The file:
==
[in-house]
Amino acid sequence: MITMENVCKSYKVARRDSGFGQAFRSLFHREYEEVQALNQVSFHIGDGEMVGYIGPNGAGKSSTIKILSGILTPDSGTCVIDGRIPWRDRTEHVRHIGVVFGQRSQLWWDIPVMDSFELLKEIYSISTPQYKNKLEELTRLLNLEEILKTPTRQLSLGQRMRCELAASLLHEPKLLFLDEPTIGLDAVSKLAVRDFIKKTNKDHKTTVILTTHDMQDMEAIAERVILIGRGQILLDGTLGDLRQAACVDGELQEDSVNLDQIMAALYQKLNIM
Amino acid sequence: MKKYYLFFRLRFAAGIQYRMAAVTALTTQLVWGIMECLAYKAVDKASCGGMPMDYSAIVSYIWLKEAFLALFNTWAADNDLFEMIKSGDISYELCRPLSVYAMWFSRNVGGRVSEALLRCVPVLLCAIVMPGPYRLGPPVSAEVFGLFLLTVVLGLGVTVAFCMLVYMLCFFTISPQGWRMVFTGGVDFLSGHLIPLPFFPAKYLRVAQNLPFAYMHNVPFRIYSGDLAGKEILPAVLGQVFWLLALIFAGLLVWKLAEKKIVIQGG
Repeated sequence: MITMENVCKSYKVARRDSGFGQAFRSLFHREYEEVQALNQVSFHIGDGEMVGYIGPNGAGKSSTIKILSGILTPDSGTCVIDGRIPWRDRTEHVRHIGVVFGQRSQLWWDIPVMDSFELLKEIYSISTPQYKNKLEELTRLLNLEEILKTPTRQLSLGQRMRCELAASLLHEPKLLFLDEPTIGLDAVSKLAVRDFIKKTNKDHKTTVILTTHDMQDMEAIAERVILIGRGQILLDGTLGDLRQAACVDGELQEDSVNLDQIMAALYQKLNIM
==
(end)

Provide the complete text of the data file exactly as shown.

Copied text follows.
[in-house]
Amino acid sequence: MITMENVCKSYKVARRDSGFGQAFRSLFHREYEEVQALNQVSFHIGDGEMVGYIGPNGAGKSSTIKILSGILTPDSGTCVIDGRIPWRDRTEHVRHIGVVFGQRSQLWWDIPVMDSFELLKEIYSISTPQYKNKLEELTRLLNLEEILKTPTRQLSLGQRMRCELAASLLHEPKLLFLDEPTIGLDAVSKLAVRDFIKKTNKDHKTTVILTTHDMQDMEAIAERVILIGRGQILLDGTLGDLRQAACVDGELQEDSVNLDQIMAALYQKLNIM
Amino acid sequence: MKKYYLFFRLRFAAGIQYRMAAVTALTTQLVWGIMECLAYKAVDKASCGGMPMDYSAIVSYIWLKEAFLALFNTWAADNDLFEMIKSGDISYELCRPLSVYAMWFSRNVGGRVSEALLRCVPVLLCAIVMPGPYRLGPPVSAEVFGLFLLTVVLGLGVTVAFCMLVYMLCFFTISPQGWRMVFTGGVDFLSGHLIPLPFFPAKYLRVAQNLPFAYMHNVPFRIYSGDLAGKEILPAVLGQVFWLLALIFAGLLVWKLAEKKIVIQGG
Repeated sequence: MITMENVCKSYKVARRDSGFGQAFRSLFHREYEEVQALNQVSFHIGDGEMVGYIGPNGAGKSSTIKILSGILTPDSGTCVIDGRIPWRDRTEHVRHIGVVFGQRSQLWWDIPVMDSFELLKEIYSISTPQYKNKLEELTRLLNLEEILKTPTRQLSLGQRMRCELAASLLHEPKLLFLDEPTIGLDAVSKLAVRDFIKKTNKDHKTTVILTTHDMQDMEAIAERVILIGRGQILLDGTLGDLRQAACVDGELQEDSVNLDQIMAALYQKLNIM